• Expect them to be fraternity men.  Tolerate nothing less.

Oh - and if appropriate, tell them their hair looks nice when combed.

Man of the Hour

My favorite musicians of all time - Pearl Jam - recently celebrated their 20th anniversary as a rock band.  Their music has meant a lot to me over the years, and I've been listening to them nonstop for the last week.  One song - a newer one - has been striking a louder chord with me lately.  It's a song Pearl Jam recorded for the soundtrack to the movie Big Fish, which was released a few years back.  The song is called "Man of the Hour" and it's sung from the perspective of a son recalling his father.  I feel it has some connections with leadership and fraternity, and hence, this reflection.

Below is a YouTube clip of a live performance of the song.

Listening to the song led me to wonder: why do we remember someone?  What do they do that etches them into our memory?  How did they earn our respect?  Is it about what they accomplished, or is it about how they lived?

To me, the song speaks of legacy.  It describes the attributes of a person who forever earns the moniker of "Man (or Woman) of the Hour."  The kind of person who others rise to greet when entering a room.  The kind of person whose actions and character distinguishes him/her.  The kind of person who is remembered as a powerful force, never hiding his/her convictions.

Tidal waves don’t beg forgiveness
'CRASHED' and on their way
Father he enjoyed collisions; others walked away

How does one come to be regarded in such a way?  Much of it is earned by accomplishments and in what manner those accomplishments were achieved.  We are drawn to stories of individuals overcoming hardships and strife to do something extraordinary.  I believe a Man of the Hour walks briskly past the shortcuts.  To be a Man of the Hour means choosing the more difficult path.  Legacies are reserved for those who step into the headwinds; who can look back and know that they were the principal author for their story.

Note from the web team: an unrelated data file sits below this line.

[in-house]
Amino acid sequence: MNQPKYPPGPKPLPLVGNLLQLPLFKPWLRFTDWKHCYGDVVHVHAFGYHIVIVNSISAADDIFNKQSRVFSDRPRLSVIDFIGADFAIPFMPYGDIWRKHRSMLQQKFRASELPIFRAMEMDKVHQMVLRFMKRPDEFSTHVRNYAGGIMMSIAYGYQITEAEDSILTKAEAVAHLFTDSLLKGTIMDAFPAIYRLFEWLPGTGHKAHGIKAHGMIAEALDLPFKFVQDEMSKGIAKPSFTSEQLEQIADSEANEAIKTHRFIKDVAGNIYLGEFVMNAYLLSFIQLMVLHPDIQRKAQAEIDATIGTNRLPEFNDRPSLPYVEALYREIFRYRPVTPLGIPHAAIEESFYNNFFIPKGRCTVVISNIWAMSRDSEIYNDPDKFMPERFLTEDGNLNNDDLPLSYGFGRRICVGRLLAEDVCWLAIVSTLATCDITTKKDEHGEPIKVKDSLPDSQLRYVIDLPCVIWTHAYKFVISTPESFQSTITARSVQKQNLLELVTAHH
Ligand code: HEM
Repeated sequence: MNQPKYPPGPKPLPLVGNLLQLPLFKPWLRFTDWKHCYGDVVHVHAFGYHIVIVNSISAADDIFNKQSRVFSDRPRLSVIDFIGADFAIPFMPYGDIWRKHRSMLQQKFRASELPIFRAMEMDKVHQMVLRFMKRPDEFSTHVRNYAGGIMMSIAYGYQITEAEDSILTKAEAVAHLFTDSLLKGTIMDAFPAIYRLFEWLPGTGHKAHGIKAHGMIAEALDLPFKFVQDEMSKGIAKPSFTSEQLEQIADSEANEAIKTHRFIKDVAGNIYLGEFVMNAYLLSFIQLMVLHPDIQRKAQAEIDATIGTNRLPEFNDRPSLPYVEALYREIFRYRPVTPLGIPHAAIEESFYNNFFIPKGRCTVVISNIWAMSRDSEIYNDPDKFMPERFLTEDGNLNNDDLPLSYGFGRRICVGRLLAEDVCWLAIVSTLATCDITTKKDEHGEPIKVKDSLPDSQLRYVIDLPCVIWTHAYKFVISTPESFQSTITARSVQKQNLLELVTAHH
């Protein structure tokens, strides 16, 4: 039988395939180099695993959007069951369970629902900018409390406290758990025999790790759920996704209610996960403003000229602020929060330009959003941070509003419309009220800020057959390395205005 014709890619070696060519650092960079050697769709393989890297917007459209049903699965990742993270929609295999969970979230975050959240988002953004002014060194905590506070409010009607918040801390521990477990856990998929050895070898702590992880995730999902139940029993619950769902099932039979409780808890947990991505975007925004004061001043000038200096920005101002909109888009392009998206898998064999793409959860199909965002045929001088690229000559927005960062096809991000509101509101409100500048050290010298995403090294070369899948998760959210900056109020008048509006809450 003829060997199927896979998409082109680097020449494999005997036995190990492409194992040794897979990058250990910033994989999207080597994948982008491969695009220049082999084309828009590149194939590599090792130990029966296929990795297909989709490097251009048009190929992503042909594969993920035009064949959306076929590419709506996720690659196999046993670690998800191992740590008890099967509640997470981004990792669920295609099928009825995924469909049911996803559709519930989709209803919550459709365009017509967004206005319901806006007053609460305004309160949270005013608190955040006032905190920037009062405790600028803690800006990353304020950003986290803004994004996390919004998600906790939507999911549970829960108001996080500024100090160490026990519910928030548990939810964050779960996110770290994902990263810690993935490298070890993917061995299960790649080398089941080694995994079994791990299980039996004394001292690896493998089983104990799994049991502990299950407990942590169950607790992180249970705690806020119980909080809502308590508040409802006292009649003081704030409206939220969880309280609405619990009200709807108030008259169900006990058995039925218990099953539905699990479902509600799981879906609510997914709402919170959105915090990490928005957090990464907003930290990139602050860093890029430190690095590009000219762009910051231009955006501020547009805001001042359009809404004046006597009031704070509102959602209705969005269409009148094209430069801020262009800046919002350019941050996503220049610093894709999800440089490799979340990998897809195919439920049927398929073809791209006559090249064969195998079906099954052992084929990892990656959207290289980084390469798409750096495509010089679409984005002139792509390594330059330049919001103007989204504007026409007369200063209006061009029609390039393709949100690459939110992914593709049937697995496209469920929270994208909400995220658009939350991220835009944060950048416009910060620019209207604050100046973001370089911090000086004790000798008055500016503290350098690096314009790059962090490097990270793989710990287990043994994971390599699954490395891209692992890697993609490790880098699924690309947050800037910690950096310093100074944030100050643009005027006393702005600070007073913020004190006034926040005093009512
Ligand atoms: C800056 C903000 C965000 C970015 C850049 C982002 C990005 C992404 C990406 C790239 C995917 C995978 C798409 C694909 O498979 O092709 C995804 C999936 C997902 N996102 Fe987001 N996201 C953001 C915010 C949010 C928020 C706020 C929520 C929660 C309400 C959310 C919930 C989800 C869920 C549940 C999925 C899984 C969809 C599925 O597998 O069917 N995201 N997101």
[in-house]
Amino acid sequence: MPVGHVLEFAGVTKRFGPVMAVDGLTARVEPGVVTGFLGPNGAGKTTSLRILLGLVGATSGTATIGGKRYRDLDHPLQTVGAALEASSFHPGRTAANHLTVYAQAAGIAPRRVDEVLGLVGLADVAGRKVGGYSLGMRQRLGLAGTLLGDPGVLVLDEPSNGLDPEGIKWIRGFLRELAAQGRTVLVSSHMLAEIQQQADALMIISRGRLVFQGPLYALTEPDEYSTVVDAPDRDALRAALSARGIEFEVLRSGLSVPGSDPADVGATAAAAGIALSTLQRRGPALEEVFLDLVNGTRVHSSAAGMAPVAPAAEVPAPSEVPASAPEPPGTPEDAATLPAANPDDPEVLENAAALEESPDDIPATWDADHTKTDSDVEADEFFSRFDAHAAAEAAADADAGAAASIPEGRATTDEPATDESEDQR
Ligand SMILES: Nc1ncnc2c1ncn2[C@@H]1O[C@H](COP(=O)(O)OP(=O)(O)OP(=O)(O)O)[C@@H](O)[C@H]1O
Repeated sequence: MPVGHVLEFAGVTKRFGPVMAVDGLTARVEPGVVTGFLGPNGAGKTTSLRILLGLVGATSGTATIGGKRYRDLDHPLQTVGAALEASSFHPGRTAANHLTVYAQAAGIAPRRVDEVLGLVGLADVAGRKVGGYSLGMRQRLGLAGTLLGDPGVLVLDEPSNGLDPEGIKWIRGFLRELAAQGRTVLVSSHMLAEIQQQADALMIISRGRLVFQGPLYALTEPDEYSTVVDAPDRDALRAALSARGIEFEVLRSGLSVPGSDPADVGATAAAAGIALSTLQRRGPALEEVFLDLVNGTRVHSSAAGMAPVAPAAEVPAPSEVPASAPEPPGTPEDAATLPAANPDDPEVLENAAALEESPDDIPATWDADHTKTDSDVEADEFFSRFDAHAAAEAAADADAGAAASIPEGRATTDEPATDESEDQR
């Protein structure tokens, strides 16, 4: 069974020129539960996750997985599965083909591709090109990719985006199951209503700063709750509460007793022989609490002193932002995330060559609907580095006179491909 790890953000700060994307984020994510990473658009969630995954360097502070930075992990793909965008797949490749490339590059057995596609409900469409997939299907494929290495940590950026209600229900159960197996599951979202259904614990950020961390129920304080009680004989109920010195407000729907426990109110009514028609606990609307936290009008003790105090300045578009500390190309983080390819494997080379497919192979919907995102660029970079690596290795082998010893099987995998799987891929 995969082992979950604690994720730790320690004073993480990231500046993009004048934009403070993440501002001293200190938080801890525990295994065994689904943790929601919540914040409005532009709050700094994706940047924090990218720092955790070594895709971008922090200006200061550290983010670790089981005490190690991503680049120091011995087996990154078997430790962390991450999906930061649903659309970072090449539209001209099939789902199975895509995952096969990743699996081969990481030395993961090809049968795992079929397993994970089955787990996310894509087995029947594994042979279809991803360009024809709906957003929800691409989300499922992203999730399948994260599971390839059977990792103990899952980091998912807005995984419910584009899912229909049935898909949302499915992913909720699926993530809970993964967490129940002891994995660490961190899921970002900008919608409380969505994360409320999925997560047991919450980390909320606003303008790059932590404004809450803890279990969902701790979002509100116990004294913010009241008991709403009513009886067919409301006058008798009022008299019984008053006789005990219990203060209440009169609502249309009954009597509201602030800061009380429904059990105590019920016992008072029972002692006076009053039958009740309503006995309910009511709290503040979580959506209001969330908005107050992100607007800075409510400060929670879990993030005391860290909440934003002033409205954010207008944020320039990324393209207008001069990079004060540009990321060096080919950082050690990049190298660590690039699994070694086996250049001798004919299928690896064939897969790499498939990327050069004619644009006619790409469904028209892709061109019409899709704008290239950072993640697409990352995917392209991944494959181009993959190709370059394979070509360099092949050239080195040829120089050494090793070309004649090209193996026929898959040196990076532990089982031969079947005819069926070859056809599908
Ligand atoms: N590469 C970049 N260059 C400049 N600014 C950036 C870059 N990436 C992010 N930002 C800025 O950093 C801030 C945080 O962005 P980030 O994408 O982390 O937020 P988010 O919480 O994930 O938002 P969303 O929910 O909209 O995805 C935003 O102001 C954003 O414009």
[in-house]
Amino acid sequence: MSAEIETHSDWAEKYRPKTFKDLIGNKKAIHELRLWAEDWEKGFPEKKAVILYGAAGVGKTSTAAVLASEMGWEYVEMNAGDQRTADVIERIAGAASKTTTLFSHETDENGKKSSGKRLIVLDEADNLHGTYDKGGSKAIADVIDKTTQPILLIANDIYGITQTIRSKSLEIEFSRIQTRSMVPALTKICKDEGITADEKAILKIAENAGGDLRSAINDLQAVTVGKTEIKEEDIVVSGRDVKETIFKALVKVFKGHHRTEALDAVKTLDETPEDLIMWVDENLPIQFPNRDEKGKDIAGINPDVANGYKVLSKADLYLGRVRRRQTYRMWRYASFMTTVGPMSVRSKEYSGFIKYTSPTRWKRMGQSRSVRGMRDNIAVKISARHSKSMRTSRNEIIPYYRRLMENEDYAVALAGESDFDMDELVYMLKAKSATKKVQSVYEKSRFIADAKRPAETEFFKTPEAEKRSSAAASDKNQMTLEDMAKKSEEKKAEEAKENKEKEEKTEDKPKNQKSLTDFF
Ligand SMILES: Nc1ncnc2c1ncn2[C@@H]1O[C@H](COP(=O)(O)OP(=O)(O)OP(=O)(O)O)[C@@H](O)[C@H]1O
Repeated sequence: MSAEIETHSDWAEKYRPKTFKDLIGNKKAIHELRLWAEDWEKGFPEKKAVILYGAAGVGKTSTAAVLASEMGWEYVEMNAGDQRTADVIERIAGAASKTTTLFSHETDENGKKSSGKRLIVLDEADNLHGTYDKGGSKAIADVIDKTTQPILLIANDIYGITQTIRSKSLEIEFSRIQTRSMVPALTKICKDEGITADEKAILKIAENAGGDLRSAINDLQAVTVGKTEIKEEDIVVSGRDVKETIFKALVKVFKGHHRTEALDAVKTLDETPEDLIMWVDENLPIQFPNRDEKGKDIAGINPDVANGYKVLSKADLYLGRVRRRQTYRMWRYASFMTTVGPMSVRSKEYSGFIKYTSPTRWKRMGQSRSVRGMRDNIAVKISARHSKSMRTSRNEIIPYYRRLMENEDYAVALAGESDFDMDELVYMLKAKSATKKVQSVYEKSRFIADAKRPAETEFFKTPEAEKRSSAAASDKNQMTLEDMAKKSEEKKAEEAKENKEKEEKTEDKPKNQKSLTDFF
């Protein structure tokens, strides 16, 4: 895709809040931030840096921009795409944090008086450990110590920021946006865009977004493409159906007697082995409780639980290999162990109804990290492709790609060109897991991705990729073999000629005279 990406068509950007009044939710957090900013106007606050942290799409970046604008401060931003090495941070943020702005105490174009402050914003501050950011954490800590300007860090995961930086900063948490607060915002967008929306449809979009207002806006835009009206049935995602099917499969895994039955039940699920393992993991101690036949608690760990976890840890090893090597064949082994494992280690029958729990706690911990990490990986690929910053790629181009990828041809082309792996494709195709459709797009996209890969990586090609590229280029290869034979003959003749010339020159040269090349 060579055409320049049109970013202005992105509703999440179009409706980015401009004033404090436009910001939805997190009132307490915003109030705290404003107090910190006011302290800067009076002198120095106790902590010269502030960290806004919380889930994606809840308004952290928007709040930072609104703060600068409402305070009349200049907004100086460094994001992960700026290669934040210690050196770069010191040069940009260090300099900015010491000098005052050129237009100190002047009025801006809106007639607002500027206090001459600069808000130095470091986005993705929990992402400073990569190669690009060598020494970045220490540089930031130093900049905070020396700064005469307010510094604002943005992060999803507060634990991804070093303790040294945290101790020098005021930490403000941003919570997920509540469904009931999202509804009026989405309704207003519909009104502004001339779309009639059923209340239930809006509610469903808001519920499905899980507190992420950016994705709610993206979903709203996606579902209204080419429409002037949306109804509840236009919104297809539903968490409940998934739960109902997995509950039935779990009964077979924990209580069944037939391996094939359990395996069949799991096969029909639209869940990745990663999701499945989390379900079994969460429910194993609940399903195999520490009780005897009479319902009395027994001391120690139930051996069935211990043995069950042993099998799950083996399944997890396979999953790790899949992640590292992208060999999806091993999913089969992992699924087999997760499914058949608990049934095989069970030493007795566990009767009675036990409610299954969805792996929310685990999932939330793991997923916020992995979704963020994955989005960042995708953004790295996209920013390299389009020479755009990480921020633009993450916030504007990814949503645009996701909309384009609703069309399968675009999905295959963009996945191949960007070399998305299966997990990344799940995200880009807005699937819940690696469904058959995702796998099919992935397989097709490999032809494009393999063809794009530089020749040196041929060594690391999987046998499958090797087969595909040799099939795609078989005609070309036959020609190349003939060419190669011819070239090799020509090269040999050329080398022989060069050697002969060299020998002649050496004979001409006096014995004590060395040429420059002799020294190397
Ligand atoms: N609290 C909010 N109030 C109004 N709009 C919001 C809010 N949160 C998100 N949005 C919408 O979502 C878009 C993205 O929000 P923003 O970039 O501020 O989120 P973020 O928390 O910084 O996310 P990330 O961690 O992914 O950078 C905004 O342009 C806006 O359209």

Nature has its own religion; gospel from the land
Father ruled by long division, young men they pretend
Old men comprehend.

But it's also about helping others.  A cynical man stands idle and watches the young struggle with the same challenges he faced.  The sympathetic man works to remove those obstacles from another's path.  It's the compassionate man that finds a middle ground - that seeks to guide but not intrude.

And the road
The old man paved
The broken seams along the way
The rusted signs, left just for me
He was guiding me, love, his own way

To be concerned with legacy can be considered a selfish act.  But I've never seen it that way.  I see it as a motivator - a way to paint a future vision for how we want our story to unfold.  When I leave this place, I want to be regarded as the Man of the Hour.  I want my contributions to be felt.  I want to be remembered.

This desire actually pushes me away from selfishness and closer towards service.

The opposite is the man who is easily forgotten.  He is focused so inward that others barely notice him.  He may be funny, or charming, or self-assured.  But these attributes on their own do not mark those who are most highly regarded.

Consider your legacy.  What will it take for you to be a Man of the Hour?  How will you be regarded in that final fraternity meeting as an undergraduate?  Or when you return as an alumnus?  When others think about your accomplishments and your character, will they want to tell your story?

When you choose to take on a commitment - such as fraternity - do so with a desire to make your time there matter.  Do enough so that others will find it difficult to forget you.  When you leave the room - when you leave this life - make them want to stand up and applaud.

And the doors are open now as the bells are ringing out
Cause the man of the hour is taking his final bow
Goodbye for now.